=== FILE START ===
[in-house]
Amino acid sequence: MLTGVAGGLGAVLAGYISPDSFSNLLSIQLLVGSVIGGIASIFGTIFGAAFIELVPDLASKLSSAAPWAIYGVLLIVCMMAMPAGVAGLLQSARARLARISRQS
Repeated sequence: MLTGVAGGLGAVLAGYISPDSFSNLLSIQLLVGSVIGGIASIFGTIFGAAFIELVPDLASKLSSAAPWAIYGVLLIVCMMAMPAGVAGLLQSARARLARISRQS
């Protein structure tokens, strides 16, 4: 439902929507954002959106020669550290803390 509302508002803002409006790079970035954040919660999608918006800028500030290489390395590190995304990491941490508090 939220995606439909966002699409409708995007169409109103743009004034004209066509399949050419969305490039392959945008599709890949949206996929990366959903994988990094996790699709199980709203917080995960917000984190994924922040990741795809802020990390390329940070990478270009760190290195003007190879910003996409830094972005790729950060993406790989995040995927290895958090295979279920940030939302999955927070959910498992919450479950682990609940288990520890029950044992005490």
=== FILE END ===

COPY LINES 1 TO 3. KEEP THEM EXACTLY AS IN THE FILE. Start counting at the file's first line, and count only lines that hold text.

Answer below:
[in-house]
Amino acid sequence: MLTGVAGGLGAVLAGYISPDSFSNLLSIQLLVGSVIGGIASIFGTIFGAAFIELVPDLASKLSSAAPWAIYGVLLIVCMMAMPAGVAGLLQSARARLARISRQS
Repeated sequence: MLTGVAGGLGAVLAGYISPDSFSNLLSIQLLVGSVIGGIASIFGTIFGAAFIELVPDLASKLSSAAPWAIYGVLLIVCMMAMPAGVAGLLQSARARLARISRQS